American persimmon size

creekweb(6,7)October 5, 2010

It's been a dry summer for many of us and so not the most favorable conditions for growing large persimmons, but I was wondering what some of the few of us here who grow American persimmons were achieving in terms of size of the fruit.

My largest persimmons this year so far have been about 2 1/4 inch diameter. The usually large Prok and Yates have been coming in less than 2 inches, and Keener, another large one, though still immature, smaller than that.

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My largest American persimmon fruits are 'ruby', 'pipher', and 'evelyn'. All 3 of these are slightly over two inches. 'Pipher' is barrel-shaped or elongated. All three of these varieties are more yellowish in color - skin and flesh compared to 'early golden, 'meader' 'yates', and 'john rick' which are darker orange. Out of all the ones I have fruiting so far the variety 'blue' has the most reddish flesh but is not as firm as most others. I dont notice a lot of differences in flavor among these though 'early golden' would likely be my favorite if I had to choose one based on flavor, color, and firmness. 'Blue' fruits need to set a day or two after dropping to lose all astringency.

    Bookmark   October 5, 2010 at 3:51PM
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hemnancy(z8 PNW)

The wild ones I remember as a kid in Texas were only about an inch. I'm growing some seedling ones but am wondering how large your trees were before they started to bear fruit as I am still waiting... one is now over my head slightly.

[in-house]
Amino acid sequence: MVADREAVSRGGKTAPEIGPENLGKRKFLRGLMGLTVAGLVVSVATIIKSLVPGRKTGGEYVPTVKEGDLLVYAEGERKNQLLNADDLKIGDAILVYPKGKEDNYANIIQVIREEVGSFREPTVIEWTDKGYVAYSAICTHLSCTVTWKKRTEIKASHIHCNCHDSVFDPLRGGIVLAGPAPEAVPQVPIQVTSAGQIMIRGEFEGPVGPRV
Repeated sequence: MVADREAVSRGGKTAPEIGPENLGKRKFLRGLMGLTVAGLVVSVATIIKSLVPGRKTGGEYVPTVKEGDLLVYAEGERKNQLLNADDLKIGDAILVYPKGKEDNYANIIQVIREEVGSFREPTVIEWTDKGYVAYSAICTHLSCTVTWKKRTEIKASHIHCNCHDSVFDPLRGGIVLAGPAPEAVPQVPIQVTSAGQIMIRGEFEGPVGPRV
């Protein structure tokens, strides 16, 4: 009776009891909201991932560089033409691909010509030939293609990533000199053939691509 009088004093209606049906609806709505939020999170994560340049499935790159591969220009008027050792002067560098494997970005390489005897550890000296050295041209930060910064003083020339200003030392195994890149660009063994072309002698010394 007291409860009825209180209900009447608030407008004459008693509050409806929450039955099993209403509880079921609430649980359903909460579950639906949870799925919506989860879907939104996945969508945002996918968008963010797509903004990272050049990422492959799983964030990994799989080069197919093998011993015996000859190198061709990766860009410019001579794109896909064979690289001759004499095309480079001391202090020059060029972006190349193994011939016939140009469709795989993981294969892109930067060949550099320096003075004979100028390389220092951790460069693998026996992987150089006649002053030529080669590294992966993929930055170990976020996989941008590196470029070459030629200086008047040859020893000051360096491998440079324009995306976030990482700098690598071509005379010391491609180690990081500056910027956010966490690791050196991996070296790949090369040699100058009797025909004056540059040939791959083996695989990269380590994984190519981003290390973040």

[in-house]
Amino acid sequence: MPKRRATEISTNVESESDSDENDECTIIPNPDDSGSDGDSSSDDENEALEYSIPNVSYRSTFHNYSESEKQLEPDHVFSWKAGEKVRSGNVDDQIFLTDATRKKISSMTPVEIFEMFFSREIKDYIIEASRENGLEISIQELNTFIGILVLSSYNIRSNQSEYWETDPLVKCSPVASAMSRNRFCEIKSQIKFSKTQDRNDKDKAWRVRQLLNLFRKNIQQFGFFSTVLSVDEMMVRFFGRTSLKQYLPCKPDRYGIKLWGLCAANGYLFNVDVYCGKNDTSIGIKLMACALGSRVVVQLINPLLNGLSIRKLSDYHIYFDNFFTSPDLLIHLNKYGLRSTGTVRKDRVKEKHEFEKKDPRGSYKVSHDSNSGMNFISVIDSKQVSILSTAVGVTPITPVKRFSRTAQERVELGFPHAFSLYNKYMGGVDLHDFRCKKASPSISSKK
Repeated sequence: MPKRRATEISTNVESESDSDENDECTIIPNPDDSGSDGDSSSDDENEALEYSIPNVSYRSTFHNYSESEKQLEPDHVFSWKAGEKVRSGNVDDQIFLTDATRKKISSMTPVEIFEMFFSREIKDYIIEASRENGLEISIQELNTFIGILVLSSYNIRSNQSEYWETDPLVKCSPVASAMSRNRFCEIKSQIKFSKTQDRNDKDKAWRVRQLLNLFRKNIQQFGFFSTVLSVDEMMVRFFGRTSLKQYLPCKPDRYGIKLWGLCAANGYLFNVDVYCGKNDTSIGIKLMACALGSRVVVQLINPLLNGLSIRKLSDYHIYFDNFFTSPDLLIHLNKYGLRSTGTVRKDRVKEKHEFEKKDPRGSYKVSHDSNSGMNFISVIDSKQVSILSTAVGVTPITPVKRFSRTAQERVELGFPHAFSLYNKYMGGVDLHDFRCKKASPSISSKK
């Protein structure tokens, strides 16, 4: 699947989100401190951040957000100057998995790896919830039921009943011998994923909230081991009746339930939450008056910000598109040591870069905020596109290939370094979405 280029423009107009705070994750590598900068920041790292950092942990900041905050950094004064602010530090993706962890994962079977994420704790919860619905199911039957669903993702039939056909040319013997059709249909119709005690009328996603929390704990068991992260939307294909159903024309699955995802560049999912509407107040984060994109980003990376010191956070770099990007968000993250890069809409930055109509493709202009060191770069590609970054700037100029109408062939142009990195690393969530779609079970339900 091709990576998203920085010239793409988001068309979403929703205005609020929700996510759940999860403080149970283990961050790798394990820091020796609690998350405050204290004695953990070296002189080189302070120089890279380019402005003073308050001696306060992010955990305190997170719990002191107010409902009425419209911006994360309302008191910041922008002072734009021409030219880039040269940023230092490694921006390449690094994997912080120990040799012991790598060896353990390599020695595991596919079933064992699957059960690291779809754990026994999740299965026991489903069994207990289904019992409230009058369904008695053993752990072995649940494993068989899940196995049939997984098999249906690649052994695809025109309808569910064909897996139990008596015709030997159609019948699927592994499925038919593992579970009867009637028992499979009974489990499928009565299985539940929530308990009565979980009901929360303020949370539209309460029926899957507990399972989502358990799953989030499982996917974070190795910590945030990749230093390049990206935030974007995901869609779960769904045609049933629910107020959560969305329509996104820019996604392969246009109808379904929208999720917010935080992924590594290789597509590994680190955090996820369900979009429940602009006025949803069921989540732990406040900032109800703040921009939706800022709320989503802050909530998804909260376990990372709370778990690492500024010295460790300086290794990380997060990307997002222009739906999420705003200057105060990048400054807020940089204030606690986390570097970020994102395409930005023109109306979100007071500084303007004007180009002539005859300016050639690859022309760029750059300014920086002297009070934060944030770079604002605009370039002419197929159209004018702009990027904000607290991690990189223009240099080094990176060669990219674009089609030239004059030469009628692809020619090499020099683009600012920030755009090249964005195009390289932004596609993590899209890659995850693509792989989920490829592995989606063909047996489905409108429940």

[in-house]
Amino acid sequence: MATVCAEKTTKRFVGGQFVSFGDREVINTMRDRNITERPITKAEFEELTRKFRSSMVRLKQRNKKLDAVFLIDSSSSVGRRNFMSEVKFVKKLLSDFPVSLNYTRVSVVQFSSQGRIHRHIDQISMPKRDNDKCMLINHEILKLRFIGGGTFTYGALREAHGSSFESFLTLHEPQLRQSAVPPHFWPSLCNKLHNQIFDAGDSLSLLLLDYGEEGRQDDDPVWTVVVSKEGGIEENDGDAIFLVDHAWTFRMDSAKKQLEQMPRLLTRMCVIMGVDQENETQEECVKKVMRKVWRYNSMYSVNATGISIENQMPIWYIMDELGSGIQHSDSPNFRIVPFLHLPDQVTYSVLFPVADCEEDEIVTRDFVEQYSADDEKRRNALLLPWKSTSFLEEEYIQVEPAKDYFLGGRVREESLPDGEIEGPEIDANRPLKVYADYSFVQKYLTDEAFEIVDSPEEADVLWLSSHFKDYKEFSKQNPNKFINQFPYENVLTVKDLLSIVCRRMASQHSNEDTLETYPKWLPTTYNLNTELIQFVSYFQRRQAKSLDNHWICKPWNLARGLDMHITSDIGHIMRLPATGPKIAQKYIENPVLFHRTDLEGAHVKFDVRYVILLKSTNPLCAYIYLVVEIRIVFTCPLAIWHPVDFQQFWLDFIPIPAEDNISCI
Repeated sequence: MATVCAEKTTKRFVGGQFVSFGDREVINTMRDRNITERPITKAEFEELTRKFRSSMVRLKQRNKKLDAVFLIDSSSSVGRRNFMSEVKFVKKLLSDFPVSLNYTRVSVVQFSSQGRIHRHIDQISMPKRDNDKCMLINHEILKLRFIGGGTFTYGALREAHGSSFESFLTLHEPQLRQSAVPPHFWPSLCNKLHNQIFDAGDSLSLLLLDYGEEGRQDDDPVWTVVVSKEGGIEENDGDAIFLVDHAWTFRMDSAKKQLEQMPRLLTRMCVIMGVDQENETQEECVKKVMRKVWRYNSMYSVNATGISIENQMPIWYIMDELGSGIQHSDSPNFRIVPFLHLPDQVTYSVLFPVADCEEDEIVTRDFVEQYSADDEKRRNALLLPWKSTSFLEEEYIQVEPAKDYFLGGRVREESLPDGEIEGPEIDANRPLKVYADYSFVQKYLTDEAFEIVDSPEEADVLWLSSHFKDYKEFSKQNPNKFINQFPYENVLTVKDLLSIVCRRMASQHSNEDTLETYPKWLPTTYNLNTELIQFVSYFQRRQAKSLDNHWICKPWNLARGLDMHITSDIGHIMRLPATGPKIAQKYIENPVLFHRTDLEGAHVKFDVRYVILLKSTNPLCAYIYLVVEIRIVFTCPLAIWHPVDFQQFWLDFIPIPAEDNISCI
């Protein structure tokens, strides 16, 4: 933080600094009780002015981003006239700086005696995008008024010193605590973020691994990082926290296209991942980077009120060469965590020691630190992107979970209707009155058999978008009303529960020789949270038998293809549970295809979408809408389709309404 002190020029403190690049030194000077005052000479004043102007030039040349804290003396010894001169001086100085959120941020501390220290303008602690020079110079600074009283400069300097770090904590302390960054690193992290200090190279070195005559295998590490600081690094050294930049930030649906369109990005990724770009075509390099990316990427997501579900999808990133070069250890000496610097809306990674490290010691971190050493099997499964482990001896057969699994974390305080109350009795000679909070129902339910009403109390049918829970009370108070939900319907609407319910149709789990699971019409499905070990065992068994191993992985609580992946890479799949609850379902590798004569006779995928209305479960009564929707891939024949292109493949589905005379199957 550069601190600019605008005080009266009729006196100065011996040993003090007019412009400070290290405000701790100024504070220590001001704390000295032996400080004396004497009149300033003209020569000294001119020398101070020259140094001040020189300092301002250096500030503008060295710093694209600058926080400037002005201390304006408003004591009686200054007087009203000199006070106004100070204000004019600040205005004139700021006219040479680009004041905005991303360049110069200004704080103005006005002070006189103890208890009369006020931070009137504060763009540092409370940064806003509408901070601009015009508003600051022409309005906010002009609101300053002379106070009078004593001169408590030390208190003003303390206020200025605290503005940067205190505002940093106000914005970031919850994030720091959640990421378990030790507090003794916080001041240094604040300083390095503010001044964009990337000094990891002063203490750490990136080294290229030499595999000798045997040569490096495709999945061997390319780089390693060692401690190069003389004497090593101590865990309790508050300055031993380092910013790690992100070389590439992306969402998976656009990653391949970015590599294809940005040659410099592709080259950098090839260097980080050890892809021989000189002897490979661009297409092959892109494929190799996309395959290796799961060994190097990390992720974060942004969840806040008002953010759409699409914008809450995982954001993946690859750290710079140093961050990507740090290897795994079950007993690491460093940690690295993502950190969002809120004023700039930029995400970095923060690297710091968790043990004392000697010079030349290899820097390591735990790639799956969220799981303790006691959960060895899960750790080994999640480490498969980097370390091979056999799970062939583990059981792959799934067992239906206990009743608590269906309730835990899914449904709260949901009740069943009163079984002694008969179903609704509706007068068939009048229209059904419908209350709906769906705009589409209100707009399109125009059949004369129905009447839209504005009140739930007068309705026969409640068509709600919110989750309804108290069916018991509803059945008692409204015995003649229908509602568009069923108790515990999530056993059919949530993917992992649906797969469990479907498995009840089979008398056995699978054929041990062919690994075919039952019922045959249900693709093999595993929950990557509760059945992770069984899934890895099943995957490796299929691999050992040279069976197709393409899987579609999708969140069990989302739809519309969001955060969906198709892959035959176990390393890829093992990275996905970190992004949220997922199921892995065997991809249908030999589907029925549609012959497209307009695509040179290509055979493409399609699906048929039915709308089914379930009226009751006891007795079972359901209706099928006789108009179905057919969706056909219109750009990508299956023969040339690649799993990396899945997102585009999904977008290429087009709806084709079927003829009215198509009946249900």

I did learn that I can make tea from the leaves so I harvest some in fall so I get something from growing the trees.

    Bookmark   October 6, 2010 at 6:24AM
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As you remember, wild seedling persimmons are most often no larger than an inch in diameter. Just when a seedling persimmon starts to bear will vary some and is more closely related to the age of the tree than its size, but I would say 5 or 6 years would be typical.


The size that you have been attaining on your Evelyn and Ruby is impressive; mine are little more than half that diameter. The conditions there may be particularly conducive to growing larger persimmons. Makes me wonder how my larger persimmon variety would do for you - email me if you'd like some scions.

    Bookmark   October 6, 2010 at 10:46AM
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Tony(Zone 5. Omaha, Nebraska)

Early golden seem likes the best tasting American persimmon, but how large is the fruit? I have heard meader supposed to taste pretty good too.


    Bookmark   November 19, 2010 at 6:09PM
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alexander3_gw(6 Pennsylvania)


If I read your message right, Prok is not your largest? Which variety is 2 14/4 inches?


    Bookmark   November 19, 2010 at 6:32PM
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Early Golden has medium sized fruit for me. My largest persimmons come from an as yet unnamed variety.

    Bookmark   November 20, 2010 at 10:42PM
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Creekweb, have you found any more information on your large fruiting persimmon? Who bred this variety? I had a few fruits survive the squirrels last year, they were tasty! Large, attractive foliage makes this plant a winner as a landscape tree as well.

    Bookmark   March 8, 2013 at 6:05AM
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Creekweb, would it be 100-46?

    Bookmark   March 8, 2013 at 8:12AM